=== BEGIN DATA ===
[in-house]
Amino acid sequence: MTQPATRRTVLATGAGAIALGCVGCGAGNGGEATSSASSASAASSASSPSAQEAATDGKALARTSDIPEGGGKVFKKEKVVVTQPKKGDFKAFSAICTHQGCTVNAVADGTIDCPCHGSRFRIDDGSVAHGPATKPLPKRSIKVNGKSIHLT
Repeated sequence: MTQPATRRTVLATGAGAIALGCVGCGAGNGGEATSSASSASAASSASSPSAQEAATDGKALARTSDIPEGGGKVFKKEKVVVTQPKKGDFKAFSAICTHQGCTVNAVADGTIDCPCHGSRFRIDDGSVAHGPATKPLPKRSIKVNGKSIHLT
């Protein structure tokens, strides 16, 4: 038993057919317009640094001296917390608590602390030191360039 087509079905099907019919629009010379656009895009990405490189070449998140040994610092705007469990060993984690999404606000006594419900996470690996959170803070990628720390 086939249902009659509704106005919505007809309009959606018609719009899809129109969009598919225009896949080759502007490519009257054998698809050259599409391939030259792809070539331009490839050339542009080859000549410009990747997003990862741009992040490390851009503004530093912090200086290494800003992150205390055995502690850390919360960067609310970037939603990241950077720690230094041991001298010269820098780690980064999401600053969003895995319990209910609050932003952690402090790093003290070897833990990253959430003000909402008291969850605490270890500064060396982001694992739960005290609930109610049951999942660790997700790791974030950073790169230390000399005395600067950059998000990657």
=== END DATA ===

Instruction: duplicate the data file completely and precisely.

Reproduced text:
[in-house]
Amino acid sequence: MTQPATRRTVLATGAGAIALGCVGCGAGNGGEATSSASSASAASSASSPSAQEAATDGKALARTSDIPEGGGKVFKKEKVVVTQPKKGDFKAFSAICTHQGCTVNAVADGTIDCPCHGSRFRIDDGSVAHGPATKPLPKRSIKVNGKSIHLT
Repeated sequence: MTQPATRRTVLATGAGAIALGCVGCGAGNGGEATSSASSASAASSASSPSAQEAATDGKALARTSDIPEGGGKVFKKEKVVVTQPKKGDFKAFSAICTHQGCTVNAVADGTIDCPCHGSRFRIDDGSVAHGPATKPLPKRSIKVNGKSIHLT
């Protein structure tokens, strides 16, 4: 038993057919317009640094001296917390608590602390030191360039 087509079905099907019919629009010379656009895009990405490189070449998140040994610092705007469990060993984690999404606000006594419900996470690996959170803070990628720390 086939249902009659509704106005919505007809309009959606018609719009899809129109969009598919225009896949080759502007490519009257054998698809050259599409391939030259792809070539331009490839050339542009080859000549410009990747997003990862741009992040490390851009503004530093912090200086290494800003992150205390055995502690850390919360960067609310970037939603990241950077720690230094041991001298010269820098780690980064999401600053969003895995319990209910609050932003952690402090790093003290070897833990990253959430003000909402008291969850605490270890500064060396982001694992739960005290609930109610049951999942660790997700790791974030950073790169230390000399005395600067950059998000990657």